1. Not finding help here? Sign up for a free 30min tutor trial with Chegg Tutors
    Dismiss Notice
Dismiss Notice
Join Physics Forums Today!
The friendliest, high quality science and math community on the planet! Everyone who loves science is here!

Circular motion

  1. Sep 6, 2011 #1
    The coefficient of static friction between the slider and the rod is u=0.2. The inclined rod rotates about a vertical axis AB with a constant angular speed, w, as shown in Figure. At the instant shown, the slider is positioned at 0.6 m from B.
    (i) What is the acceleration of slider P if it does not slide on the rod?
    (ii) Determine the maximum angular speed the rod can have so that the slider P does not slip up the rod. Draw a free body diagram of the slider showing all the forces acting on it in the vertical plane ABC.
    (iii) If the angular speed of the rod increases at a rate of 10 rad/s^2 at the instant shown, before the slider starts to slip, what is the tangential contact force exerted by the rod on the slider?

    Note: Answer should be: (i) 0.52w^2 (ii) 4.07 rad/s (iii) 5.2 N

    The diagram -
    http://pdfcast.org/pdf/circular-motion-3 [Broken]

    I understand that we must come up with an equation showing the forces acting along BC and another showing the forces acting along the normal of BC.

    But can anyone explain to me why the normal force acting on the slider isn't mgsin60?

    My tutor has explained the question in class but he didn't elaborate on this part.
     
    Last edited by a moderator: May 5, 2017
  2. jcsd
  3. Sep 6, 2011 #2
    why would there be a resultant force acting in the y-direction?
     
  4. Sep 6, 2011 #3

    Doc Al

    User Avatar

    Staff: Mentor

    That would be the case if there were no acceleration, but here there is a component of acceleration perpendicular to the rod.
     
  5. Sep 6, 2011 #4

    Doc Al

    User Avatar

    Staff: Mentor

    Not sure how you define the y-direction, but the slider is executing circular motion so what direction is it accelerating?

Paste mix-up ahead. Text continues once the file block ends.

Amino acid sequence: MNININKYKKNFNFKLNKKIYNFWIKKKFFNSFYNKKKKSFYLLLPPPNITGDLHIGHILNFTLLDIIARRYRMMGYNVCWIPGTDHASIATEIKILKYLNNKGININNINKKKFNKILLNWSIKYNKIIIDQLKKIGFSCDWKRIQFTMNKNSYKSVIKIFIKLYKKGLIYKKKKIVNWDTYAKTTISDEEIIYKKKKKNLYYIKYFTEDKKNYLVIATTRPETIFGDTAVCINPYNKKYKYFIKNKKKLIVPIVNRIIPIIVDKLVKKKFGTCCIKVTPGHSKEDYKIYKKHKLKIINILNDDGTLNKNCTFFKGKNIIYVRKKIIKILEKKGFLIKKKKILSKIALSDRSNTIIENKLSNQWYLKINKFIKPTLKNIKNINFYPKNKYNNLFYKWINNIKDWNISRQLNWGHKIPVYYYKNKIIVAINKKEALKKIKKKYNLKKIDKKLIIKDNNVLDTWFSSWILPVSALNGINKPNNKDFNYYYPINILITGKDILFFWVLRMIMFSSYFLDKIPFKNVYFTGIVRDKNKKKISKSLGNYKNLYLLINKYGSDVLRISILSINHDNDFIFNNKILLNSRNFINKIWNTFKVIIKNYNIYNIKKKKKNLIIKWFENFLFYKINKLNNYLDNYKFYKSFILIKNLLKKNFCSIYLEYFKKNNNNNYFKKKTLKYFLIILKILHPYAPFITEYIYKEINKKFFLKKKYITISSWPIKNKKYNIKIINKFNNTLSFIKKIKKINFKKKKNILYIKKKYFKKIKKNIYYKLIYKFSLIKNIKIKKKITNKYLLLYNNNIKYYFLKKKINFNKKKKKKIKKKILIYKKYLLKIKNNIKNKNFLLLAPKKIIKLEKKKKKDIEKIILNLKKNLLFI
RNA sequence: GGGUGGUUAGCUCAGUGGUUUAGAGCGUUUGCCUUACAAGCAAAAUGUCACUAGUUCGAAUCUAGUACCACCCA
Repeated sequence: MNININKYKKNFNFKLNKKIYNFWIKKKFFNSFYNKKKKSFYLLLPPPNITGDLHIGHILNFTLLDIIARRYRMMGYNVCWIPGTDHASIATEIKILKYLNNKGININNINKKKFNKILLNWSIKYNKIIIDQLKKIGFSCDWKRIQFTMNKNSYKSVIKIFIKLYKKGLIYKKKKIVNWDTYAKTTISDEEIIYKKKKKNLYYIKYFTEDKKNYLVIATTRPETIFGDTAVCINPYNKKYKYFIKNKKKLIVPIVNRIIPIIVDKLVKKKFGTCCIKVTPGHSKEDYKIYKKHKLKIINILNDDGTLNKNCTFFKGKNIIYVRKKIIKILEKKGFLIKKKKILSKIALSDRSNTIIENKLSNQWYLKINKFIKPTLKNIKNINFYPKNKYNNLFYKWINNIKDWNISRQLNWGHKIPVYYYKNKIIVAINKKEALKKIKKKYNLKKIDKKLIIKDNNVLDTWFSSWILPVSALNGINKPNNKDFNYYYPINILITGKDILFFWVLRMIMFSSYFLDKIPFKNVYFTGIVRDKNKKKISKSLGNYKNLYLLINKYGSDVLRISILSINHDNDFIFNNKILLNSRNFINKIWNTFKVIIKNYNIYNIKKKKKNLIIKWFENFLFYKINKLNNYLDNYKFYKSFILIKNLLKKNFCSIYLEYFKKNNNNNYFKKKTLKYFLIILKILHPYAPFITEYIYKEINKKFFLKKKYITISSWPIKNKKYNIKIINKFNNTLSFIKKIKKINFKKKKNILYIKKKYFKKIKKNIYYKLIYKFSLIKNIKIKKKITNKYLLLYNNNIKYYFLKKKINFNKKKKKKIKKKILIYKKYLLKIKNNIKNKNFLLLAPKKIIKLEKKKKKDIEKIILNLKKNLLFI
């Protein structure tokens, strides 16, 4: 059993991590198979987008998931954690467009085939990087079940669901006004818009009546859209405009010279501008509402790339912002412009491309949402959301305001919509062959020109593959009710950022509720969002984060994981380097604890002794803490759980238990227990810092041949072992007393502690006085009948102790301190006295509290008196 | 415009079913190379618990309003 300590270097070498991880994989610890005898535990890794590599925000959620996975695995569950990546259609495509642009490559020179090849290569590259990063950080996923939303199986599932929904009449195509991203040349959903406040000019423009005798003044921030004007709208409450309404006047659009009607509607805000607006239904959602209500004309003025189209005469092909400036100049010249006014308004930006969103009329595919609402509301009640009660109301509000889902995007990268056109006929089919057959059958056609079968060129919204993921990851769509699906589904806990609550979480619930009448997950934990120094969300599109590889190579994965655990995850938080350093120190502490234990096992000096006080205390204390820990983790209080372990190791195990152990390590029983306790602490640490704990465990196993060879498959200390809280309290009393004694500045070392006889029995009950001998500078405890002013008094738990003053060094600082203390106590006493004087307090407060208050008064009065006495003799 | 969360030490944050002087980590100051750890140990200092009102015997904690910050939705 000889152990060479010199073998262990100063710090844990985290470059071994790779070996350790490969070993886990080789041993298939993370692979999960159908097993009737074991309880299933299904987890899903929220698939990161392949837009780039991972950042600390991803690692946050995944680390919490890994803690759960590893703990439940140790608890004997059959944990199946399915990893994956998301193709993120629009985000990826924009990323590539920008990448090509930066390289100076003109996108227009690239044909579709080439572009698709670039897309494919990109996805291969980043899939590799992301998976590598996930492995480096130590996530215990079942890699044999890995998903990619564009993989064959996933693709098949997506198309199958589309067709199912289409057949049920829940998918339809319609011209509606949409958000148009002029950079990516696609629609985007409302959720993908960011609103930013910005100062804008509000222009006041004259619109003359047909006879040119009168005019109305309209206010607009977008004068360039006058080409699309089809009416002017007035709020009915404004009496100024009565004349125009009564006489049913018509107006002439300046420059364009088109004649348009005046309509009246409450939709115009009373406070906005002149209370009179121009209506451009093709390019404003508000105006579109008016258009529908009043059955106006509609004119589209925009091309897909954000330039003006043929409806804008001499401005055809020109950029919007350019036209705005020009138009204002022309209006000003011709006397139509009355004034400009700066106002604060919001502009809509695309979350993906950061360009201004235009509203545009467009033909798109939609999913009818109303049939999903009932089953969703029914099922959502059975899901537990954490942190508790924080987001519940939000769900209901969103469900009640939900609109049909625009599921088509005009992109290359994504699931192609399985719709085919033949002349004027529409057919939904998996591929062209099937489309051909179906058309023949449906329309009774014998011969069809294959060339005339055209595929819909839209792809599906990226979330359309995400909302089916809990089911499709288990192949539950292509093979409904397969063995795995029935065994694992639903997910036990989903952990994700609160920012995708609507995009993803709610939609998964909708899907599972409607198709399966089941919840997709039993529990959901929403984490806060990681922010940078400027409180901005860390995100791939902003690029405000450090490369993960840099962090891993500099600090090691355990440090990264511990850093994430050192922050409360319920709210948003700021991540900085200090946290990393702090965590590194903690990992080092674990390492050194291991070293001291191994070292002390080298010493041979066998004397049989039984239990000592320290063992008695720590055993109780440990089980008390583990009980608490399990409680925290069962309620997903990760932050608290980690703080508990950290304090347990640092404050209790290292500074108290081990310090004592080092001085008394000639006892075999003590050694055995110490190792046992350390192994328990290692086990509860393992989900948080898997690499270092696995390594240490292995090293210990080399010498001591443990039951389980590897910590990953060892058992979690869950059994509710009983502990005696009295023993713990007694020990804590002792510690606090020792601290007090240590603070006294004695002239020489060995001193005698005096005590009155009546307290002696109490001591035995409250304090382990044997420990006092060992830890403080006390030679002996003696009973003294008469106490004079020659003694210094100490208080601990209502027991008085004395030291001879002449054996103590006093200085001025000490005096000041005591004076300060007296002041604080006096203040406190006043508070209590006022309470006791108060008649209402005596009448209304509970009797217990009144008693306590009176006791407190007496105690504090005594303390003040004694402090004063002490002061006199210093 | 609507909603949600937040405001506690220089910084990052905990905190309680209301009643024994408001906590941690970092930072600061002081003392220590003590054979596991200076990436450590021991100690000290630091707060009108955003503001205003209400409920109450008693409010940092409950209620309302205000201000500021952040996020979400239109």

6. Sep 6, 2011 #5
    y direction refers to the normal of BC
     
    Last edited: Sep 6, 2011
  7. Sep 6, 2011 #6
    but why is there a acceleration perpendicular to the rod? why is normal force greater than mgsin60?
     
  8. Sep 6, 2011 #7
    At first, I've tried solving the equation by equating the focres perpendicular to BC to be n=mgsin60. but can't seem to understand why it doesnt work out.
     
  9. Sep 6, 2011 #8

    Doc Al

    User Avatar

    Staff: Mentor

    What's the direction of the acceleration?
     
  10. Sep 6, 2011 #9
    direction meaning?

    i was referring to why would there be a resultant force normal to BC.

    Shouldn't n=mgsin60? why isn't that the case in this scenario?
     
  11. Sep 6, 2011 #10

    Doc Al

    User Avatar

    Staff: Mentor

    Acceleration is a vector. Which way is it pointing? (Hint: Circular motion!)

    Yes, and to see why there will be a resultant force component in that direction, one first must understand how things are accelerating.

    No, why should it? How did you derive that expression?
     
  12. Sep 6, 2011 #11
    Do you actually mean that the centripetal acceleration acting on the slider is pointed along BC?

    Therefore, there are both vertical and horizontal components to the force?
     
  13. Sep 6, 2011 #12
    Does that mean that when we are facing problems regarding circular motion, we must take into account, the force that gave rise to the centripetal force and not the centripetal force itself?
     
  14. Sep 6, 2011 #13

    Doc Al

    User Avatar

    Staff: Mentor

    The centripetal acceleration will have components parallel and perpendicular to BC. (What's the direction of that centripetal acceleration?)
    Therefore the force has components parallel and perpendicular to BC.
     
  15. Sep 6, 2011 #14

    Doc Al

    User Avatar

    Staff: Mentor

    I don't understand this question. Rephrase it.

    When dealing with any sort of problem using Newton's laws, you need to know the acceleration. In the case of uniform circular motion, the acceleration is centripetal.
     
  16. Sep 6, 2011 #15
    Not really sure what I'm trying to ask too. Was probably very confused.

    Can i say that in this case, the normal force acting on the slider and the friction force acting along BC actually gave rise to the resultant centripetal force pointing towards the centre?
     
  17. Sep 6, 2011 #16

    Doc Al

    User Avatar

    Staff: Mentor

    Yes. The sum of all forces acting on the slider give a net force pointing towards the center.
     
  18. Sep 6, 2011 #17
    This is not one of the question. But could you explain to me why the slider would fly out if w is above a certain value?

    I understand the the tangential velocity of the sider would increase. But would that lead to?
     
  19. Sep 6, 2011 #18

    Doc Al

    User Avatar

    Staff: Mentor

    There is a maximum value of static friction, which is what holds the slider on. Go too fast, and the friction will not be enough to maintain the required centripetal acceleration.
     
  20. Sep 6, 2011 #19
    would need further help.

    tangential acceleration=0.6sin60 x 10

    why is this so instead of a=06sin60 x 100?
     
  21. Sep 6, 2011 #20
    Think I've manage to understand it.

    Thanks for the great help. My test is next week. Sure hope i'll be able to do well.
     
Know someone interested in this topic? Share this thread via Reddit, Google+, Twitter, or Facebook




Similar Discussions: Circular motion
Loading...